Safari in iOS 7. (Image: Apple)
I always consider any major redesign of iOS to be a dangerous undertaking, given how popular and straight-forward it usually is already. Change for change sake is generally a no-no to people comfortable with how things already work, and change in the wrong hands can do more harm than good. When I heard that Ive was taking over for Scott Forestall as lead software designer, I saw it as his Kobiyashi Maru test: a no-win scenario. Too much change — especially in workflow and usability — and Apple gets dinged for jumping the design shark; too little change, and Apple gets hit for being timid and unable to keep up with its rivals. (Cue the Tim Cook isn't Steve Jobs debate.)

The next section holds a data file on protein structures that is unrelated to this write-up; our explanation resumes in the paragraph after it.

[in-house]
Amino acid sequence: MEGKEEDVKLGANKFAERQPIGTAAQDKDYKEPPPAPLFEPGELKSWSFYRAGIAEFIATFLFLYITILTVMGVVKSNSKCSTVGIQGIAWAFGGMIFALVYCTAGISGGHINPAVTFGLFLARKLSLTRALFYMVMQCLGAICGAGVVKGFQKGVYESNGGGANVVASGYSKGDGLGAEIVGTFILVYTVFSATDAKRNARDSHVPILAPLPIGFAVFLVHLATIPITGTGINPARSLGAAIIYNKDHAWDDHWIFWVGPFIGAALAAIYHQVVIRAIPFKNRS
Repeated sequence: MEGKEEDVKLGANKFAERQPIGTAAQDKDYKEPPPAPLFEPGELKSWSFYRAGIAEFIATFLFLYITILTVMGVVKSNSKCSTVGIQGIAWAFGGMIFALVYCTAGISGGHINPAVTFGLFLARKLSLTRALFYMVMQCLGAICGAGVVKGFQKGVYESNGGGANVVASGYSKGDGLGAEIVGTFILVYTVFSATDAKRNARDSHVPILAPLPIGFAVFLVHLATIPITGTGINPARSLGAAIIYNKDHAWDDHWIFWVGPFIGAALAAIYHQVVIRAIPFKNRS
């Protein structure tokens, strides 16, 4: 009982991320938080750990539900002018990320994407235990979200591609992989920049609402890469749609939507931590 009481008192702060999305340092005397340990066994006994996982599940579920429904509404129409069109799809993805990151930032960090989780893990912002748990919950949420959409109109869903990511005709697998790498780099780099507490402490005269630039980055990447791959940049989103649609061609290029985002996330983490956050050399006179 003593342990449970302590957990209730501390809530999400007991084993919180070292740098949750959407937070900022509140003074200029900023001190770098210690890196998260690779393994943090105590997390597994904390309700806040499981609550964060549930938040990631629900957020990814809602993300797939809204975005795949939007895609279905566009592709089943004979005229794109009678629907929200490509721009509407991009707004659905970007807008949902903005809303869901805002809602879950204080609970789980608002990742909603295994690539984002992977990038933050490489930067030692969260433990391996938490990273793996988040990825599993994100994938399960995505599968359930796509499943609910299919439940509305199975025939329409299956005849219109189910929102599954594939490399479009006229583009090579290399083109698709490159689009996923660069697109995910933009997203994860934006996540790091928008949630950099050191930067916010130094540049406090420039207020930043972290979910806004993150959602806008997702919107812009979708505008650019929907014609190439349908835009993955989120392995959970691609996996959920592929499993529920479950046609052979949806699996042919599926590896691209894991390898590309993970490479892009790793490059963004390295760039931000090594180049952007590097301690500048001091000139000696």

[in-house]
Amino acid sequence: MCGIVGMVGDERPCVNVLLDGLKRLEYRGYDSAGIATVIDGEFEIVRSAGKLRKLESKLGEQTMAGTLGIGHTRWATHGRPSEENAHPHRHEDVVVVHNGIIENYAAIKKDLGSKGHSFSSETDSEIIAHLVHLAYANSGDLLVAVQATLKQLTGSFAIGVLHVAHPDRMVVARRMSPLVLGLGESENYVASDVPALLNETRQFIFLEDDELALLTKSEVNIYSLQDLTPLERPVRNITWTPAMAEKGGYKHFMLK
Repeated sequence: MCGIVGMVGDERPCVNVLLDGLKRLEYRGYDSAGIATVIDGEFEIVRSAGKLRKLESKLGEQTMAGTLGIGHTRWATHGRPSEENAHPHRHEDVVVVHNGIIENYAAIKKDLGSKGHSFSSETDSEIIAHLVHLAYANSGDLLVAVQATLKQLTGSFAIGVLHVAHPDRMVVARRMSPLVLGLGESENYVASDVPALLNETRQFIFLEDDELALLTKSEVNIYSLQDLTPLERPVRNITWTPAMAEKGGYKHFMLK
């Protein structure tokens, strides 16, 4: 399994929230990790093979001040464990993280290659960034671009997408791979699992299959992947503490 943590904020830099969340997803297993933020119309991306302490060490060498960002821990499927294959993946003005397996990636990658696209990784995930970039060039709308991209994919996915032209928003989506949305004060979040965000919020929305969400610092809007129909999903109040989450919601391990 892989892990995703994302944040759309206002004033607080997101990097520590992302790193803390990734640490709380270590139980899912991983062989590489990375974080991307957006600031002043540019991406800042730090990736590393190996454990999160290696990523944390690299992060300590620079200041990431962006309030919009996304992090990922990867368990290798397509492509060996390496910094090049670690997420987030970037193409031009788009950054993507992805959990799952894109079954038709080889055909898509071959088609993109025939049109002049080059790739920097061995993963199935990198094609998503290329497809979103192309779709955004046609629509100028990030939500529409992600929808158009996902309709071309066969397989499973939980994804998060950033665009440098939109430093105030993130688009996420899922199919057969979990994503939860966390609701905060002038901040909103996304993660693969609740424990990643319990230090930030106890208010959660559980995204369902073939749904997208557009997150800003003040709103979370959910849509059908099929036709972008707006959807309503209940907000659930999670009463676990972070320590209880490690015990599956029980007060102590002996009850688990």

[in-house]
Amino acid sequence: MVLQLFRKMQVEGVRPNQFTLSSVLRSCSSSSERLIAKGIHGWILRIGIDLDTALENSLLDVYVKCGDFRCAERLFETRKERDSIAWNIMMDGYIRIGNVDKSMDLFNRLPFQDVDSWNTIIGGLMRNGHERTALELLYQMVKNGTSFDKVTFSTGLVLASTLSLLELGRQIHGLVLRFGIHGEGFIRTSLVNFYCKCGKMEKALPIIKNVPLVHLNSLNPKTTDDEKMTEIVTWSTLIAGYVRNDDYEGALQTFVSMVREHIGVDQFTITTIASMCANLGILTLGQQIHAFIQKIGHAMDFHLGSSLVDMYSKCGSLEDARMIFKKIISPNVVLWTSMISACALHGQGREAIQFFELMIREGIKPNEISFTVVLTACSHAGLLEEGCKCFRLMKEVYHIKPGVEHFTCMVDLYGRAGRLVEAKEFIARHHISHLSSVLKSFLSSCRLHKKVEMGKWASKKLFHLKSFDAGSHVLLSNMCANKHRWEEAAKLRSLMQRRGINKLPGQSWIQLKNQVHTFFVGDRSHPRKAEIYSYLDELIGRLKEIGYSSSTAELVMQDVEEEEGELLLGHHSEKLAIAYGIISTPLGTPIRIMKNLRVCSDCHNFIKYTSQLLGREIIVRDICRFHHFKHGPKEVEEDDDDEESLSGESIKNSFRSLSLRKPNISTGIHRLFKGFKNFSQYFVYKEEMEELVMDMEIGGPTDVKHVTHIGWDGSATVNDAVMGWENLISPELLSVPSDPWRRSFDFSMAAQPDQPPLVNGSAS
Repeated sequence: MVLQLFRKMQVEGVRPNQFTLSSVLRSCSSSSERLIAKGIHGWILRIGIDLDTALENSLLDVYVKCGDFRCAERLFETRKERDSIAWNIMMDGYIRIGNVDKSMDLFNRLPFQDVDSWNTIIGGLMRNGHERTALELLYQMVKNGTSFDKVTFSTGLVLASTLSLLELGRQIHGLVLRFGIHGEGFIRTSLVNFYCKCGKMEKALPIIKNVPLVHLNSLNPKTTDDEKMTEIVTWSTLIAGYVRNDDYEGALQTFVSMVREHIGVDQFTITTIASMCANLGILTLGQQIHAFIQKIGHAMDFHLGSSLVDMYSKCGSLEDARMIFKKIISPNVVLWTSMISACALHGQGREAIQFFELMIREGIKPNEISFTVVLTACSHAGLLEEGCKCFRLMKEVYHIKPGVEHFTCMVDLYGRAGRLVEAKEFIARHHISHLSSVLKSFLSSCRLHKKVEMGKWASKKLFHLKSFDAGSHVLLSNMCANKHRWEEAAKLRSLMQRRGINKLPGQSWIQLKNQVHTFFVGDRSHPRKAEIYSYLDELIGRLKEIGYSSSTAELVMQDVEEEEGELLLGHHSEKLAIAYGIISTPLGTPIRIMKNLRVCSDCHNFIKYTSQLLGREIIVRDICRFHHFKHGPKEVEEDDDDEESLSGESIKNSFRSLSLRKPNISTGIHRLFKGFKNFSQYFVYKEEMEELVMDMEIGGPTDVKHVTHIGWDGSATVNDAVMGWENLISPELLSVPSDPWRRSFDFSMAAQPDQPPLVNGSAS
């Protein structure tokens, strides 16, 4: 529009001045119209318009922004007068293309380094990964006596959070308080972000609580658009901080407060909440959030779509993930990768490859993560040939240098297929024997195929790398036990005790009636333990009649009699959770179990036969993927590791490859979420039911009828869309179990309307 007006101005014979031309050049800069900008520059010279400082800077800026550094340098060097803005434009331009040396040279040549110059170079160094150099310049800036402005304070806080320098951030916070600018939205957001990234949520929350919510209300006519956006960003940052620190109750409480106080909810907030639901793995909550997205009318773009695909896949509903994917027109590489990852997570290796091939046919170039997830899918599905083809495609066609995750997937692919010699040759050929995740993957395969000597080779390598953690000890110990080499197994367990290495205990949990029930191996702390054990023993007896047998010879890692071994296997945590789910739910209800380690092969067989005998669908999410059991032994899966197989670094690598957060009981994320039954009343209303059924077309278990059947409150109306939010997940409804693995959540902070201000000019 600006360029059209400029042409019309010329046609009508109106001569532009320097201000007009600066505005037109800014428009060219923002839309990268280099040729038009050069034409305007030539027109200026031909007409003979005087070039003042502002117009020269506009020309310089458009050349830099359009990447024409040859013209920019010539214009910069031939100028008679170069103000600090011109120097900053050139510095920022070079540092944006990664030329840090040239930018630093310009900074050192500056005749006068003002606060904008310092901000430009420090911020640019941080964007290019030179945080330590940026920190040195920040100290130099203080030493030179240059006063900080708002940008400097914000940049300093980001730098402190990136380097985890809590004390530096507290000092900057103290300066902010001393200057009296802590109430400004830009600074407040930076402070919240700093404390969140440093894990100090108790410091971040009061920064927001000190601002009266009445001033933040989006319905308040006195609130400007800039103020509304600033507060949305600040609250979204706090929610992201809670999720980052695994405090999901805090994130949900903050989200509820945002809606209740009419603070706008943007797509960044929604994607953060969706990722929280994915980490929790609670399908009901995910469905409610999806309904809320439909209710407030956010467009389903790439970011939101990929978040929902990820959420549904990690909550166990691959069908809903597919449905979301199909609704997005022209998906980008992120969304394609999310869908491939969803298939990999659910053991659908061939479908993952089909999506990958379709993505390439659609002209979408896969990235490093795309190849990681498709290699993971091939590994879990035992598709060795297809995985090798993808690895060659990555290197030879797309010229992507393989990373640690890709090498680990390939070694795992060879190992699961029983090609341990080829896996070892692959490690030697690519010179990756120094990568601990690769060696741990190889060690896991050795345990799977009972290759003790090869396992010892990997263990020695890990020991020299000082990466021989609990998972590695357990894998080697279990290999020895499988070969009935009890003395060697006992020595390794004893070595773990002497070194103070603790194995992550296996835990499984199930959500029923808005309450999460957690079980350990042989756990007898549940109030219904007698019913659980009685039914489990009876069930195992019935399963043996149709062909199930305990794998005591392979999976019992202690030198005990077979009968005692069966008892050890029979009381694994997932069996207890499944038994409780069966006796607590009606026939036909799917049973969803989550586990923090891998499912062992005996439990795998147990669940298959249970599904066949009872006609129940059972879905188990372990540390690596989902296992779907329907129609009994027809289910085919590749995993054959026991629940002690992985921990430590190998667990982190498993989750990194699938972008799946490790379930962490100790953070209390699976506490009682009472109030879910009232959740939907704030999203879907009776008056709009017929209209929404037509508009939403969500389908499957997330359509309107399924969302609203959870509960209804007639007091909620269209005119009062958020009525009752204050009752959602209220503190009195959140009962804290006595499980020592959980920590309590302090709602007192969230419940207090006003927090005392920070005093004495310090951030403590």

Making changes, even minor changes, is almost always divisive and polarizing. There are always going to be critics. But what I see in iOS 7 is the public reveal of the culmination of months of hard work by the Apple design teams. In other words, this interface didn't just happen; Ive didn't sketch this on a napkin days before WWDC. I don't buy the talk that iOS 7 is a declaration of war, or that Apple's "cool factor" is back or anything overly dramatic like that; this isn't about being cool. The only thing iOS 7 does is finally show the cards Apple execs have kept secret during a long period of radio silence.
This is just what the teams at Apple do, and have been doing since the return of Jobs in the late 1990s. Sure, iOS feels different than previous iterations, but functionally, it does the same things. From what I've experienced, Apple engineers knew when to say no; lines were drawn where they needed to be, and the new features — in concert with that restraint— will be appreciated by users once start working with iOS 7 themselves.
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